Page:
Trump has angered European allies by imposing import tariffs of 25 percent on steel and 10 percent on aluminum, causing the European Union to retaliate with similar amounts of tariffs on Harley-Davidson motorcycles, Kentucky bourbon and other products.
Trump, who frequently criticizes Europe’s 10 percent car tariffs, is also studying adding a 25 percent levy on automotive imports, which would hit both Europe and Japan hard.
French Finance Minister Bruno Le Maire said the European Union would not consider launching trade talks with the United States unless Trump first withdraws the steel and aluminum tariffs and stands down on a car tariff threat.
“We refuse to negotiate with a gun to our head,” Le Maire told reporters on the sidelines of the G20 meeting.
Trump has angered European allies by imposing import tariffs of 25 percent on steel and 10 percent on aluminum, causing the European Union to retaliate with similar amounts of tariffs on Harley-Davidson motorcycles, Kentucky bourbon and other products.
Trump, who frequently criticizes Europe’s 10 percent car tariffs, is also studying adding a 25 percent levy on automotive imports, which would hit both Europe and Japan hard.
French Finance Minister Bruno Le Maire said the European Union would not consider launching trade talks with the United States unless Trump first withdraws the steel and aluminum tariffs and stands down on a car tariff threat.
“We refuse to negotiate with a gun to our head,” Le Maire told reporters on the sidelines of the G20 meeting.
IMF Managing Director Christine Lagarde presented the G20 finance ministers and central bank governors meeting in Buenos Aires with a report warning that existing trade restrictions would reduce global output by 0.5 percent.
In the briefing note prepared for G20 ministers, the IMF said global economic growth may peak at 3.9 percent in 2018 and 2019, while downside risks have increased due to the growing trade conflict.
Lagarde’s presentation came shortly after Mnuchin said there was no “macro” effect yet on the US economy.
Mnuchin said that, while there were some “micro” effects such as retaliation against US-produced soybeans, lobsters and bourbon, he did not believe that tariffs would keep the United States from achieving sustained 3 percent growth this year.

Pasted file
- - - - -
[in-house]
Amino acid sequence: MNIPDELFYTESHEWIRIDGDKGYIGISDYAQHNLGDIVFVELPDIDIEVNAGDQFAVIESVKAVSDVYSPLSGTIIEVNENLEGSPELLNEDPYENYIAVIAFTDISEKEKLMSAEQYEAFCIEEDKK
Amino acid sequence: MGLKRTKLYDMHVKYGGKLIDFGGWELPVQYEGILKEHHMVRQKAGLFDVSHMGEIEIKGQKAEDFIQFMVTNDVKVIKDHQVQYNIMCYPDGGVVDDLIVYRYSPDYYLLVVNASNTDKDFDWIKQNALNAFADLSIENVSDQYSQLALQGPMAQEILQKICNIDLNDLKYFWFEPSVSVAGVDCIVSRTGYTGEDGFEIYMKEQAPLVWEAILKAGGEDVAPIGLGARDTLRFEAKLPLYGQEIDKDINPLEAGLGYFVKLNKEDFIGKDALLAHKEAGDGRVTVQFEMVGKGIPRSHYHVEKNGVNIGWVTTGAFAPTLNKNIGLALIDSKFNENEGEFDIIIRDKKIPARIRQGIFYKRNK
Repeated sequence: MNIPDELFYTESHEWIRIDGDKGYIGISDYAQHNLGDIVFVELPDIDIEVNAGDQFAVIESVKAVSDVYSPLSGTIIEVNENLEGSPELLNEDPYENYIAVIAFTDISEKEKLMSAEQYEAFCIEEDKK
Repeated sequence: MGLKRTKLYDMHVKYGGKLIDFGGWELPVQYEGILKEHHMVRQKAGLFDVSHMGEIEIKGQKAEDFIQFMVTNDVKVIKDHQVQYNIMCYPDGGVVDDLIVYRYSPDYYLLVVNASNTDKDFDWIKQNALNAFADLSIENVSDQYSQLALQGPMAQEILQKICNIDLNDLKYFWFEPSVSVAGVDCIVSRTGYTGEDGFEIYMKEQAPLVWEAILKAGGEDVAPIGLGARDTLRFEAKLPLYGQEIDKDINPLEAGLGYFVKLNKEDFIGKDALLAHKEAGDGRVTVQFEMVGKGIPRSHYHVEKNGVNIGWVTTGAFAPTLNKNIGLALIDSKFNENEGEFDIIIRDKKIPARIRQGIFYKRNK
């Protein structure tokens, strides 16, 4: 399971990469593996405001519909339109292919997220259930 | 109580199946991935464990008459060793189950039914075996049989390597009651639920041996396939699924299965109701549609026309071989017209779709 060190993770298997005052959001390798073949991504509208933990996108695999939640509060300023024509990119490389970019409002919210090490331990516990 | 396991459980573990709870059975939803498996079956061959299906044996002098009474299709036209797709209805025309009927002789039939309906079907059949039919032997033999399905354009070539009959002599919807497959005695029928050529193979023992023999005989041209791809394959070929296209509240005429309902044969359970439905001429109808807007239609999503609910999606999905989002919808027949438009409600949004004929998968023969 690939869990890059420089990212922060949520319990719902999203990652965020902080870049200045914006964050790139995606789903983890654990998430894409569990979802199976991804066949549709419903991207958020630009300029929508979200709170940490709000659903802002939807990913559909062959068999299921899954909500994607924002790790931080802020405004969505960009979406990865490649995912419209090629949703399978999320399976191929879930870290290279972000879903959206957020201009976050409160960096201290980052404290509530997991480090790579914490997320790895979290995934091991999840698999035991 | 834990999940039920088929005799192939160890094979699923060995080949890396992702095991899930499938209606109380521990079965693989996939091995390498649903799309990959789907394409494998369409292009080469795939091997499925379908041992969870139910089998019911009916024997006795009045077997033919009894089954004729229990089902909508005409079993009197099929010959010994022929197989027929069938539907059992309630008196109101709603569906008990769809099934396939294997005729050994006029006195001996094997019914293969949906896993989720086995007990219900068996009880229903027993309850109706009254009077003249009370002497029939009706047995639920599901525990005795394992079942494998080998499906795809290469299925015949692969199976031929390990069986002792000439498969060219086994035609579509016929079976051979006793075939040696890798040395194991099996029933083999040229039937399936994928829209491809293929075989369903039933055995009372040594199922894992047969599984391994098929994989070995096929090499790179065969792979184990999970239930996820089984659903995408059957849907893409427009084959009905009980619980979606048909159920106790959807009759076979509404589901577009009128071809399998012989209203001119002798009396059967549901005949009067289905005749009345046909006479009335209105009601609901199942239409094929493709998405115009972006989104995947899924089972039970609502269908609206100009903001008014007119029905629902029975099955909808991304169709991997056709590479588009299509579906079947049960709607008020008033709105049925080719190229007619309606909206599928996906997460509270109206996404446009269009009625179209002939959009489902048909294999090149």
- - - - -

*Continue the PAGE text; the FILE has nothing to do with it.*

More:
The US dollar fell the most in three weeks on Friday against a basket of six major currencies .DXY after Trump complained again about the greenback’s strength and about Federal Reserve interest rate rises, halting a rally that had driven the dollar to its highest in a year.
The last G20 finance meeting in Buenos Aires in late March ended with no firm agreement by ministers on trade policy except for a commitment to “further dialogue.”
Brazilian Finance Minister Eduardo Guardia said participants agreed the risks to the global economy had increased since their last meeting, citing rising trade tensions and higher interest rates by major central banks.
He said the final communique would reflect the need for members, particularly in emerging markets that have been roiled by currency weakness, to undertake reforms to protect themselves against volatility.
German Finance Minister Olaf Scholz said he would use the meeting to advocate for a rules-based trading system, but that expectations were low.
“I don’t expect tangible progress to be made at this meeting,” Scholz told reporters on the plane to Buenos Aires.
The US tariffs will cost Germany up to 20 billion euros ($23.44 billion) in income this year, according to the head of German think-tank IMK.
Bank of Japan Governor Haruhiko Kuroda said he hoped the debate at the G20 gathering would lead to an easing of retaliatory trade measures.
“Trade protectionism benefits no one involved,” he said. “I think restraint will eventually take hold.”